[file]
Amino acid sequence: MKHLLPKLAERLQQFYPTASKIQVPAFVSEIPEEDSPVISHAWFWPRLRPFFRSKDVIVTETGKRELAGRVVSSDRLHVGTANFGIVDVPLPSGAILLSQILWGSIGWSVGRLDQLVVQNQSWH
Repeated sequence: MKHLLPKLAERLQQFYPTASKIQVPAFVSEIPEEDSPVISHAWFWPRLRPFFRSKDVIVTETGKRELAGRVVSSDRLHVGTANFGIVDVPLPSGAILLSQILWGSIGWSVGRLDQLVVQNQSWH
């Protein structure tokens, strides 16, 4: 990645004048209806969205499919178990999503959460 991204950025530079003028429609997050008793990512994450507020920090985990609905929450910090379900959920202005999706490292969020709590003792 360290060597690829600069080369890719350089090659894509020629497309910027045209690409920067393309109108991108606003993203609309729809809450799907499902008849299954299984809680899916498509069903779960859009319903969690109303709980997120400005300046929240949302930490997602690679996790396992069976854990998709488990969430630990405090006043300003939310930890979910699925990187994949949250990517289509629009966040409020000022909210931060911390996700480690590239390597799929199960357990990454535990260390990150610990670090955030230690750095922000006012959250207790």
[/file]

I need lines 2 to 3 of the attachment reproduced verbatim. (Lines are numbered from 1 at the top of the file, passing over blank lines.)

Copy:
Repeated sequence: MKHLLPKLAERLQQFYPTASKIQVPAFVSEIPEEDSPVISHAWFWPRLRPFFRSKDVIVTETGKRELAGRVVSSDRLHVGTANFGIVDVPLPSGAILLSQILWGSIGWSVGRLDQLVVQNQSWH
């Protein structure tokens, strides 16, 4: 990645004048209806969205499919178990999503959460 991204950025530079003028429609997050008793990512994450507020920090985990609905929450910090379900959920202005999706490292969020709590003792 360290060597690829600069080369890719350089090659894509020629497309910027045209690409920067393309109108991108606003993203609309729809809450799907499902008849299954299984809680899916498509069903779960859009319903969690109303709980997120400005300046929240949302930490997602690679996790396992069976854990998709488990969430630990405090006043300003939310930890979910699925990187994949949250990517289509629009966040409020000022909210931060911390996700480690590239390597799929199960357990990454535990260390990150610990670090955030230690750095922000006012959250207790």